A new approach to behavioural change in menstrual hygiene management

By Divya Chadha, Programme Associate, WaterAid India

WASH Matters

12 Sep 2014

Menstrual hygiene has long been a taboo subject in India, viewed by both men and women as something that should never be discussed. Traditionally, women and girls are seen as impure or untouchable during menstruation, and are forbidden from going to the temple or undertaking certain types of activities, such as taking baths and cooking and serving food.

In most rural areas the lack of access to reliable sources of information means that women are not aware that their practices are unsafe. Most will not discuss menstruation among themselves and do not understand the long-term implications of unhygienic habits. Many girls suffer from reproductive tract infections (RTIs), but do not see this as unusual. In some cases it is not until they have to be admitted to hospital that they will admit to having a health problem. 

Challenging social norms

WaterAid India has been working with partners throughout the country on different aspects of menstrual hygiene management (MHM) from biological, sociological, gender-related and rights perspectives. Caramdaksh, a WaterAid partner organisation in north Chhattisgarh state, has been working on the issue for quite a long time. It has provided capacity building and service delivery to different stakeholders, such as schoolgirls, school drop-out girls, women and frontline workers such as Accredited Social Health Activists in a poor rural area where people hold deep-rooted, regressive beliefs and there are cultural myths about menstruation.

Caramdaksh noticed that speaking only to women and girls was not enough to bring about significant change. Eventually the team changed their approach and tried to involve the males in the community, so that they too would understand menstruation to be a normal physiological process, provide support to girls and women at home, and start challenging the taboos and social norms that stigmatise menstruation.

At first, Caramdaksh held separate meetings with males and with females. To some extent this separation helped awareness-generation and sensitisation around the issue of MHM, but the men did not feel they could openly discuss what they saw as a women's issue. To change this perception, Caramdaksh staff initiated joint meetings with both men and women, but found that still no one would speak about MHM in the presence of their relatives and neighbours, which was not the case for sanitation.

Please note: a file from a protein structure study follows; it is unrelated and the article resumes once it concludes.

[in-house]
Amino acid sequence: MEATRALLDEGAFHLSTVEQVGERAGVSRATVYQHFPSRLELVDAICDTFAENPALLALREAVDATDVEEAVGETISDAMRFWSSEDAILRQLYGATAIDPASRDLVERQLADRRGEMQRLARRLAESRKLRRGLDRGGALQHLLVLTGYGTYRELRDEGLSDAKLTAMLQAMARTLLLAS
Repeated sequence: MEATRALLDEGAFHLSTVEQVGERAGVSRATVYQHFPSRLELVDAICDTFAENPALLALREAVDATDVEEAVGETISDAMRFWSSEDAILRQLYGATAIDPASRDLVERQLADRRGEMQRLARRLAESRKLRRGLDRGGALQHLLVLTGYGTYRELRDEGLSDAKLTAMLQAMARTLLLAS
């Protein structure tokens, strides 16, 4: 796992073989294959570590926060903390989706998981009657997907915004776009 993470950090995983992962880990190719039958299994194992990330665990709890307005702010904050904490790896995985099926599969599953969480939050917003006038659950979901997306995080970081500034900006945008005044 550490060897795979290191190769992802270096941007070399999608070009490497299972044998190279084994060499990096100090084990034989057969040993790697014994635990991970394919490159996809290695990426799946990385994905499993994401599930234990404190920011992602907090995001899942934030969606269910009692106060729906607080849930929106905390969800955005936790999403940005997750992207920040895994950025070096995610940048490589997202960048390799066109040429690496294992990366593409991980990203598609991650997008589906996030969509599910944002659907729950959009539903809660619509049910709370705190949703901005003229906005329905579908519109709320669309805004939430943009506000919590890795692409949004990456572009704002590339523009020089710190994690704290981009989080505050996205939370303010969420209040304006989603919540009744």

The Caramdaksh team felt that it might be better to engage with married couples, because they were more open to discussing intimate issues. They found that young couples, and newlyweds in particular, were more interested.

In the new approach, teams with both male and female members met with married couples for about 1.5 hours, which gave them a chance to discuss MHM in depth. To demystify the issue, the team explained the physiology of menstruation and the prevailing practices that females opt for, particularly in rural areas. They made the connection with health and hygiene issues (RTIs and sexually transmitted infections) and explained the impact that not practising and maintaining safe, healthy habits has on the reproductive health of girls and women. Last but not least, in the context of safe sanitation, the team described the challenges girls and women face in relation to open defecation during menstruation.

Menstrual hygienge management
Male and female members met with married couples to discuss menstrual hygienge management in depth. Credit: WaterAid

Opening up dialogue

Caramdaksh’s ultimate aim was to create an environment conducive to dialogue, enabling people to open up and reveal their true behaviour. They found that men became inquisitive and participated actively in the discussion when approached in this way. If the men understand the turmoil of the women and girls in their community, they are more likely to support the behavioural changes that facilitate the adoption of safe practices and provide a conducive environment for them – for example paying more attention, supplying money for sanitary pads and helping with the household chores, particularly during menstruation.

Although this is still a very recent initiative, the initial experience gave everyone cause to feel optimistic. The hope is that the couples engaged with will be agents of change, who, in turn, will help create an open environment in the village by speaking to other couples, enabling Caramdaksh to eventually hold joint meetings with them and work towards breaking the taboos. To monitor behavioural change, WaterAid’s partner will have follow-up sessions with each couple and produce case studies to demonstrate the viability of the method. If it is proven to work, we could advocate engagement with married couples at the village level to government health programmes for an even wider impact.